What's almost comical about the following paragraph is that it's classic lawyerese: it's making something completely normal sound odd:
"A person's occupation and salary are two factors; I would expect those are two things we would take into consideration,"Well, yeah. My guess is that roughly 100% of the mortgage applications in this country take into account a person's occupation and salary. Wouldn't it be incredibly irresponsible of a bank NOT to? And then the final line that
the rates offered to Obama were "consistent with internal Northern Trust rates at that time."In other words, this is completely, utterly normal. Two highly educated, established professionals, both with good-paying jobs and excellent credit records, one with one of the most secure jobs on the planet earth, apply for a mortgage under very normal conditions, and they get it. But it's phrased in dry, bureaucratic terms, which sounds to many people sounds obfuscatory. Why can't the writer just write something along the lines of "the bank says that the Obamas got a regular deal?"
Having conclusively failed to produce any statistically damning evidence against Obama, the writer now turns to more good old innuendo, citing contributions by bank employees in federal elections and to Obama in particular. More suggestions of malfeasance without a scintilla of evidence. Perhaps employees of this bank donated money to Barack Obama because they are all from Chicago. I'm guessing you could look at any bank in Chicago and find donations to people running for federal office and to Barack Obama in particular. They also cite $739,000 in donations since 1990. That is well before Obama ran for any office, state or federal. That's a highly irresponsible number to cite; it has very little to do with Obama. "Federal" elections would presumably include all of the House and Senate races since 1990; in Illinois, that would be dozens of races. And among the people running in those races could be Denny Hastert, former Speaker of the House. I would be surprised if bankers in Chicago didn't contribute to the Speaker's campaigns. It's perfectly normal for bank employees, who are, we can guess, financially well off, to contribute to elections. More perfectly normal behavior somehow rendered suspicious.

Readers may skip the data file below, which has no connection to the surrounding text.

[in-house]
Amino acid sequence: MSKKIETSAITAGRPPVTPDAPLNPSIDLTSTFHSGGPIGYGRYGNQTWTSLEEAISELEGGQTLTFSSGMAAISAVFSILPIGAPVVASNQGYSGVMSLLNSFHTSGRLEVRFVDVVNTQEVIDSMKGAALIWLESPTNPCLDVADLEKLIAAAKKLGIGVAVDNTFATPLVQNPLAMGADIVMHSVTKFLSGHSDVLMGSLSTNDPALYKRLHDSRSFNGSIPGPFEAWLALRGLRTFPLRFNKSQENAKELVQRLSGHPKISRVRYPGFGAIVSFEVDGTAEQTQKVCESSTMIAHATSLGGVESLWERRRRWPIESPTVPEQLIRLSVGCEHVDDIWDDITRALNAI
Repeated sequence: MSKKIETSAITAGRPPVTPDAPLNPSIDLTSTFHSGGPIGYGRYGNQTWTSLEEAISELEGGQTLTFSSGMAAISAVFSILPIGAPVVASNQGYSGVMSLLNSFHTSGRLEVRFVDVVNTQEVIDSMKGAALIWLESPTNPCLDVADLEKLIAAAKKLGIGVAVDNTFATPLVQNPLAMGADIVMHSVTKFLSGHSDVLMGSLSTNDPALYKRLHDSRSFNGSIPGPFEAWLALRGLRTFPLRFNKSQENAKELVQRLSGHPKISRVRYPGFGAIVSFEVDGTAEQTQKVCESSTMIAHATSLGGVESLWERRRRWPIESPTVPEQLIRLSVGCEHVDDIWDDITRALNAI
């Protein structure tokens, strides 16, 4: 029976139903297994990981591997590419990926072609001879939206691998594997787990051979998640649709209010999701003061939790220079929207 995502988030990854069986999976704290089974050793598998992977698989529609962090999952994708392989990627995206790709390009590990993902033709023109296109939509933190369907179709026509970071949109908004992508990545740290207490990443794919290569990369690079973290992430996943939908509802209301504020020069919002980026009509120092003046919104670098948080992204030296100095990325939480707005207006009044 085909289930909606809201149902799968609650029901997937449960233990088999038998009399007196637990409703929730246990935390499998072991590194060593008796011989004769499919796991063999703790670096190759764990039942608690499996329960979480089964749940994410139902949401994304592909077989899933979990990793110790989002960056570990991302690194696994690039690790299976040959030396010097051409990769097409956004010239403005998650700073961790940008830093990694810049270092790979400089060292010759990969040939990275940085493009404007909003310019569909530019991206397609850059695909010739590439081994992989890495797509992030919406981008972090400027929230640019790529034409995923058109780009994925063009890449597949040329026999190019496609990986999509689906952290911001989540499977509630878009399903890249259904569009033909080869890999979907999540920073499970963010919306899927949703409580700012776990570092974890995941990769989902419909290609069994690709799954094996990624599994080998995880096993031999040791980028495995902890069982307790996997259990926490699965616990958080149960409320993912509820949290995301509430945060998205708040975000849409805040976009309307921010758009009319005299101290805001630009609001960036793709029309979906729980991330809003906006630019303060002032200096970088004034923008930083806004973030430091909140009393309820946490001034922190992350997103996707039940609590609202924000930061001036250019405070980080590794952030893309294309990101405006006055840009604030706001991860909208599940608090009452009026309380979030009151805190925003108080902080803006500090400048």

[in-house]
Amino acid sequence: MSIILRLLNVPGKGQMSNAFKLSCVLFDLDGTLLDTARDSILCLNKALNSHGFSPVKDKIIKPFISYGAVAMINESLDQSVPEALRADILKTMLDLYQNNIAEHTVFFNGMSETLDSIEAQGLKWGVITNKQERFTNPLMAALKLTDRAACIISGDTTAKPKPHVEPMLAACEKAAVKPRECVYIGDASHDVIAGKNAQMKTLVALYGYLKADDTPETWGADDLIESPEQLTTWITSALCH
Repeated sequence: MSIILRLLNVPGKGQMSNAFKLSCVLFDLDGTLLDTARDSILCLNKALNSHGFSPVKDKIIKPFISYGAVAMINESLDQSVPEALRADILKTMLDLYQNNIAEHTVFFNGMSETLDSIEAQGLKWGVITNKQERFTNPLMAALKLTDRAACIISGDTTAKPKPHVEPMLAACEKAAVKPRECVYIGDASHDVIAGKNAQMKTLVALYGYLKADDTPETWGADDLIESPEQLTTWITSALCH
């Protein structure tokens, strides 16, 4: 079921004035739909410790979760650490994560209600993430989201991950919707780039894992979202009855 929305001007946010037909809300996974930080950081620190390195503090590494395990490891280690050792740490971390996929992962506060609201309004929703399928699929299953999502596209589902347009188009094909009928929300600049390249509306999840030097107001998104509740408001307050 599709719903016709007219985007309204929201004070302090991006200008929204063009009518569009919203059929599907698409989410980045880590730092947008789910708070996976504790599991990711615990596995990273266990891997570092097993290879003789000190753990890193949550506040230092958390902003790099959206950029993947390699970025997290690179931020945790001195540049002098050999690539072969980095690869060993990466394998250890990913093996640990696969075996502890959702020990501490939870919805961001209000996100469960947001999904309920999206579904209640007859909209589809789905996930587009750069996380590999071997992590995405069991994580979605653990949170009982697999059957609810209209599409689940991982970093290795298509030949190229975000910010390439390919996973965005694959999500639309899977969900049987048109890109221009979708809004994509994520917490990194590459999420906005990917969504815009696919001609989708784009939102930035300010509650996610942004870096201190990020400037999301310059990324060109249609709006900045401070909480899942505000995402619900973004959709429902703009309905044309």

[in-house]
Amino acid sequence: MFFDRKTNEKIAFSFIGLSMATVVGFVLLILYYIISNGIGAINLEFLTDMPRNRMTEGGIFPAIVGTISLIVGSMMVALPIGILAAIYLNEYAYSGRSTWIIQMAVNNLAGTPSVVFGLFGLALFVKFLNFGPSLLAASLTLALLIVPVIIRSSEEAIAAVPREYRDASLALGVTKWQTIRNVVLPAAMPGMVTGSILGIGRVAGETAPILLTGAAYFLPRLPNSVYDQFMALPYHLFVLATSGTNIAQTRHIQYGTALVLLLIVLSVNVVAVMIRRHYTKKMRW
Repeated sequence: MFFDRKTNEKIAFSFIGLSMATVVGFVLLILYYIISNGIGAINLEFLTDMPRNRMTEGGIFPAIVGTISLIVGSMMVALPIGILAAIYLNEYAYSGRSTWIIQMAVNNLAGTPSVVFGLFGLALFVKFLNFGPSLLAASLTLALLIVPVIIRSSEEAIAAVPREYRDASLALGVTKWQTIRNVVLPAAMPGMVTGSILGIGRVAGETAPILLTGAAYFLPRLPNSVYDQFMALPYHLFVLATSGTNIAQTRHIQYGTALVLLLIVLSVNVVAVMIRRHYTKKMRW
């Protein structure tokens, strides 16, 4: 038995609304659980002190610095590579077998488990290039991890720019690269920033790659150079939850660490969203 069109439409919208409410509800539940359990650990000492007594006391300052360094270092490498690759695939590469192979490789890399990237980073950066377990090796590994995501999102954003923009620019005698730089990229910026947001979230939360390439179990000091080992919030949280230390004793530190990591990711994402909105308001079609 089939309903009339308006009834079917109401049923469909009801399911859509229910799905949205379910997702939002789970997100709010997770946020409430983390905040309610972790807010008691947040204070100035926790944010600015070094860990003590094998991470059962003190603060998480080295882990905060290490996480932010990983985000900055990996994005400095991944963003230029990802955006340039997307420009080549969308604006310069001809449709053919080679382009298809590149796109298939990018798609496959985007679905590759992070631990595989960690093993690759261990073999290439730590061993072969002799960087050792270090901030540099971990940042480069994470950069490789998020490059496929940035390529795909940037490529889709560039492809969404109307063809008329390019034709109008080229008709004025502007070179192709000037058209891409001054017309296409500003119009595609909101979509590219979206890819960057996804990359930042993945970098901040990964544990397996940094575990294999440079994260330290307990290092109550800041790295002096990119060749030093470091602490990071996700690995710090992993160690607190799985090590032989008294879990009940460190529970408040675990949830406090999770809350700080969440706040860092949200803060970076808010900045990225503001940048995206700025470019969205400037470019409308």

And then of course the writer recycles the Rezko nonsense, which is so old at this point that I am not going to go into it.
Bottom line: this article is technically accurate, which is the only thing that keeps it from being a pure hit piece. But it goes to great lengths to imply that Barack Obama got a sweetheart deal on his mortgage, without providing one iota of evidence to that effect. Incredibly irresponsible journalism from the Washington Post.
What particularly bothers me, apart from the sheer irresponsibility, is the corrosive effect that this has on the public's faith in politicians. I hope many people see through this and recognize it for the sham that it is, but I know that others will buy it, and their faith in Obama, and their respect for him, will be diminished, and with it their faith in the political process. And all because Barack and Michelle Obama did exactly what millions of other successful Americans have done: they bought a nice house because they worked hard, and they could afford it.
I really don't like to criticize the "MSM." I think criticizing the press can very easily become an intellectually sloppy, knee-jerk response to bad news for your side. I think both sides practice it, and it comes from all kinds of commentators, from Noam Chomsky to Rush Limbaugh to bloggers of every ideology and degree of intellectual sophistication. The point being that I am reluctant to blame the press if my candidate doesn't seem to be doing well.
But this is ridiculous. The Obamas achieved the American dream: two African-Americans worked their way up the ladder, earning every ounce of their success. The one mistake Obama made was associating with Tony Rezko; he's admitted that, but it's a very trivial detail, and, as for buying their house, they did just about everything right, and basically nothing wrong (other than associating with Rezko).
The exact opposite, unfortunately, is true of the Washington Post.